The key terms for federal consolidation loans do not vary by lender: no application or origination fees are allowed and there are no prepayment penalties.Federal law sets the period of time for paying back the loans and sets a ceiling on the interest rate.
You should do enough research to be able to negotiate the most favorable terms.Public and private loans can't be combined, but if you have multiple private loans, you can consolidate those, too; contact your lending institutions to find out how.The downside is that your grace period will end once your consolidation loan goes through.If you've already been paying off your loans for a while, you can consolidate at any time.You also won't be able to get an in-school loan deferment, because both of you would have to be enrolled to qualify. Although your existing loans will be packaged as one larger loan, your subsidized and unsubsidized loans are grouped so that you won't be held responsible for extra interest on subsidized loans.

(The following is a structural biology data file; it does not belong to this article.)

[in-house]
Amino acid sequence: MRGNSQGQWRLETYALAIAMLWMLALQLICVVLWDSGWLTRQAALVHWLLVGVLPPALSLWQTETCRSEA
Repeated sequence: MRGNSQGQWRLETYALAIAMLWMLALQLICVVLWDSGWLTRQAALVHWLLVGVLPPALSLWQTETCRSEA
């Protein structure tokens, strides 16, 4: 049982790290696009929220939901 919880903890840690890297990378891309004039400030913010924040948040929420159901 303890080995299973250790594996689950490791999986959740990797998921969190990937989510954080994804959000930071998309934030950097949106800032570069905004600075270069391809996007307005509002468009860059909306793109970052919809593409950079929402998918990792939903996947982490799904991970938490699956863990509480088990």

With loan serialization, a single lender buys your student loans and "stacks" them; you maintain your original terms and interest rates, but pay the loans off one at a time, starting with the loan with the worst interest rate.
(There are no prepayment penalties for student consolidation loans.)If you have only a couple more years or a few thousand more dollars to go till you pay off your student loans, consolidation is probably more hassle than it's worth.
Switching to a new lending institution might eliminate any benefits you've earned, like lower interest rates for on-time payments over the years.
Private consolidation lenders, on the other hand, are not subject to those terms and may include variable rates and any number of fees.
What's more, some benefits of a federal consolidation loan, such as interest subsidies on deferred loans, are not available on private loans.
To do so, you'll both have to agree to assume full responsibility for payment of the debt.